Is It Time to Cut Down Your Tree?
If you are anything like the most of us in the Tri-Cities Tennessee area, we sure love our trees in our yards. They almost seem like family to us as you watch them grow over the years. Maybe you've spent many summer days under them enjoying their shade, or taken a bunch of pictures by them, or maybe you watched their leaves change color. So when they are cut down, whether from decaying or something else, it definitely leaves us feeling a bit empty inside.
It are these very reasons why cutting down trees when they need to be cut down is something we may put off for many years until you simply cannot anymore.
Here are some common signs you may need to finally have your tree cut down:
Should you begin to notice your tree covered in fungi, such as mushrooms, that is normally not a great sign and could indicate decay. As your tree decays and rots, it will begin to attract more and more fungi. Your tree's stability is generally compromised at this point and the surrounding area is at risk of damage should branches (or the entire tree trunk) fall down.
PEELING TREE BARK OR TREE TRUNK CRACKS
The condition of your tree's trunk and the bark surrounding it are very clear indicators of your tree's overall health. If you notice bark missing or falling off relatively easily, cracks throughout your tree trunk, or even a hollow tree trunk when you tap on it, these are all signs of a dying tree. It may seem obvious when reading about it, but inspecting your tree's exterior appearance could help you identify issues before you are unpleasant surprises, such as a dead branch falling on your vehicle below.
LOSS OF BRANCHES
An obvious sign your tree's health is not doing so well is the sudden loss of branches. Branches may begin to fall after enough decaying has passed. At times they may not necessarily fall even if they are already dead, sometimes they may be simply hanging up around the top of your tree's crown. There are trees however, such as sycamore and oak trees, may regularly shed their branches from time to time. Should your tree begin to shed branches, please contact your local arborist to confirm any suspicions of your tree's health.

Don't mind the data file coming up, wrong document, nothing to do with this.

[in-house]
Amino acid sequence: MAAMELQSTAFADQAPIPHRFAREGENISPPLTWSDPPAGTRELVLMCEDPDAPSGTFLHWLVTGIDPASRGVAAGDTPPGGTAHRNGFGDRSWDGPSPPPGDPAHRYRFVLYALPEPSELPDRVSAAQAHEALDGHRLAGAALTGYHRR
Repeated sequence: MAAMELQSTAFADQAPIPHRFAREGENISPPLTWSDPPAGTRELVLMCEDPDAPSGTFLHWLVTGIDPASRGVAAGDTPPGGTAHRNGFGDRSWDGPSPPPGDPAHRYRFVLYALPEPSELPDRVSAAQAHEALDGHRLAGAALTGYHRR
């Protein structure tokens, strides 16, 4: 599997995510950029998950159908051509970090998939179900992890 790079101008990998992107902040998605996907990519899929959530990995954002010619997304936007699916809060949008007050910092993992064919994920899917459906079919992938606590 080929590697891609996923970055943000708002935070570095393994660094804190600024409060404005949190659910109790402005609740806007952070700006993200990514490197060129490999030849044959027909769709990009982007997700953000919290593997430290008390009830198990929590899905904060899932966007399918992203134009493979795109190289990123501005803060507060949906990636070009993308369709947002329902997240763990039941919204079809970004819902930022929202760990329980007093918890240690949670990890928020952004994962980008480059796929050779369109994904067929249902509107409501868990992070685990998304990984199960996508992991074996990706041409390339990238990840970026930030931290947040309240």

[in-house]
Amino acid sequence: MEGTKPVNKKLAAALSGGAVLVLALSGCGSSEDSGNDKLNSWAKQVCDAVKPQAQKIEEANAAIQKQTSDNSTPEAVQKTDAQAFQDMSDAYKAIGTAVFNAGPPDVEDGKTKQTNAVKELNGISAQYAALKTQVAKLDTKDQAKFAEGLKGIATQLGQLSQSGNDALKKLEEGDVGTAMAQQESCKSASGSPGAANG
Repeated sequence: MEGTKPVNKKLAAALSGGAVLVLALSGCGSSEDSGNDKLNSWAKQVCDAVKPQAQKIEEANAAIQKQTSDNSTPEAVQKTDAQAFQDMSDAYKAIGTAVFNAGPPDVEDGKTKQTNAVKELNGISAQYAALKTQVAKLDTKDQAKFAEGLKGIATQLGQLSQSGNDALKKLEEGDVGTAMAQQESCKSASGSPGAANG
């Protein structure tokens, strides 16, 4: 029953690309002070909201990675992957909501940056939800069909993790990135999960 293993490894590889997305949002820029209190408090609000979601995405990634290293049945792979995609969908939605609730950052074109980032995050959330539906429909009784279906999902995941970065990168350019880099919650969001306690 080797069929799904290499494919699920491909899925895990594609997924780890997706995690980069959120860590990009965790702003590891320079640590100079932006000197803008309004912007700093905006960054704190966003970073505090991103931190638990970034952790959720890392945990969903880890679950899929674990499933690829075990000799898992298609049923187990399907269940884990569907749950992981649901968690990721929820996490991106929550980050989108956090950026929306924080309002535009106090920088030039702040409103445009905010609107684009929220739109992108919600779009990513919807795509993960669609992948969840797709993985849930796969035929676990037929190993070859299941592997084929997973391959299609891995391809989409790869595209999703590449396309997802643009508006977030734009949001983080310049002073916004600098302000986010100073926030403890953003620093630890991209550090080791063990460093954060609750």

ROOTS BEHAVING IRREGULARLY
The first thing you should be aware of is root rot. Your tree's roots may be rotting should you notice dips or holes in your lawn due to the rotting roots beneath the surface. Speaking of surface, if your tree is showing a large number of surface roots, and it is not normal for that particular tree species, your tree may be struggling to find nutrients. Another reason that your tree may need to go is if the roots are growing underneath your home's foundation. This could lead to a complete mess down the road.
POOR TREE LOCATION
This is less about your tree dying, rotting, or decaying, and more about your tree simply not being in the most optimal place. Perhaps your tree is dangerously near a power line, risking power outages and catching fire. Or perhaps your tree is dangerously close to your house, risking damage to your home should its branches or the whole tree itself fall on your house. These are just a few reasons why it may need to be removed by a certified arborist or tree service.
With that said and location aside, dead or dying trees don’t always need to be removed. If the surrounding area is safe and clear of people or structures or anything that is at risk of damage, then feel free to have the tree remain. These trees can serve as a home and refuge for woodpeckers and other wildlife!